Mark Lilien
Guest
14 years 11 months ago

If Home Depot franchised its stores like Ace, would its customer satisfaction and profitability improve? The buying power, systems, logistics, and supply chain advantages could remain, and true customer loyalty might increase. Would it be worth piloting this in an isolated geography?

Paula Rosenblum
Guest
14 years 11 months ago

The genuine short answer is “it depends.”

Ace is great when I’m not sure what I need, or when I’m in a hurry. The large DIYs are good if I’m buying something “big.”

Sometimes Ace is close to price competitive. Other times (like before a hurricane) the local stores seem to raise prices. That’s the tricky part of the franchise model…overall you can keep track of the franchisees, but in extraordinary times, it’s hard to monitor them.

Customer service is important, but price has to be within bounds….

Art Williams
Guest
Art Williams
14 years 11 months ago

My opinions are mixed on this subject. I miss being able to find knowledgeable help at the Home Depot and to a lesser degree at Menards, but haven’t had very good luck at Ace Hardware either. The people at Ace are very nice and try to be helpful but don’t usually have the expertise that I am looking for. Another problem that I have had at Ace and True Value is that they have a more limited selection of everything and then they are higher priced if they do have it. The last two times that I went to them, they didn’t have what I needed. And the person didn’t even know what it was or where to find it. They are good for general everyday items but not more specialized electrical items, for example.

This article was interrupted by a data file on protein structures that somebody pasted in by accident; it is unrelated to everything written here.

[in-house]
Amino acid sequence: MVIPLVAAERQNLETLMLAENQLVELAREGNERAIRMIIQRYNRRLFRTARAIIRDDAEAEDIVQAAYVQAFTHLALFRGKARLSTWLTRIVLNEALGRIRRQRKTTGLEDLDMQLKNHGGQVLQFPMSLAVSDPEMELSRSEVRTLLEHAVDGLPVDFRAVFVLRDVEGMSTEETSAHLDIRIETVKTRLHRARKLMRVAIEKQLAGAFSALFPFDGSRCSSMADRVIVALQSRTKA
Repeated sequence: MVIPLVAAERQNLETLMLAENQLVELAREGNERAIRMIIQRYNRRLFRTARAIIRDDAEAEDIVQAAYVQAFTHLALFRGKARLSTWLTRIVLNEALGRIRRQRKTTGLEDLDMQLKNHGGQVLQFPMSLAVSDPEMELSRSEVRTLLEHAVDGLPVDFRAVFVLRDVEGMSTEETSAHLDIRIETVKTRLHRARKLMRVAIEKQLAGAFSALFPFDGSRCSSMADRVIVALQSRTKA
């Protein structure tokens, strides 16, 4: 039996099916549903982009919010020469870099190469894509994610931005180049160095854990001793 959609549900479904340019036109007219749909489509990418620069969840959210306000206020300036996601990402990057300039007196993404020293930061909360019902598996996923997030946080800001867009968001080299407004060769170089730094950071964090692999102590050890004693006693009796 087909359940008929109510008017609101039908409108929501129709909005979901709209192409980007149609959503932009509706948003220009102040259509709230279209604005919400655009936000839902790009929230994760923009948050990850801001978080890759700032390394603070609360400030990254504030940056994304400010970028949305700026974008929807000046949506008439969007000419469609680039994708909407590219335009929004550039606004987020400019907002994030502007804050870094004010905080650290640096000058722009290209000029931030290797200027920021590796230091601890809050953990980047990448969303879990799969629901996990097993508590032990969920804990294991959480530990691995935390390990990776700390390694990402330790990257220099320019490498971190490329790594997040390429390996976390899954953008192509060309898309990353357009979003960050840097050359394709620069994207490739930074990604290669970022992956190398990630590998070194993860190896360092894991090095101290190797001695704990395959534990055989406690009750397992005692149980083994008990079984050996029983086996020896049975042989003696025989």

Camille P. Schuster, Ph.D.
Guest
14 years 11 months ago

If I’m starting a new project I need help determining what is the best material and/or tool to use, what is the best way to approach it, and which are the best materials and/or tools to purchase. Of course, Costco would not be in the top five. I would go there if I already knew what I was doing, what I needed, and what I wanted to purchase. Otherwise, I need a store where the personnel are knowledgeable, free enough to help me without having to wait forever, and friendly. I’m not surprised that Home Depot did not make the top five. A few months ago I was there and needed help putting something in my car–the clerk at the register called for someone, no one came, I said I would go to Lowe’s to buy it, the clerk apologized that no one was free and said that was fine with her! Why isn’t Home Depot in the top five?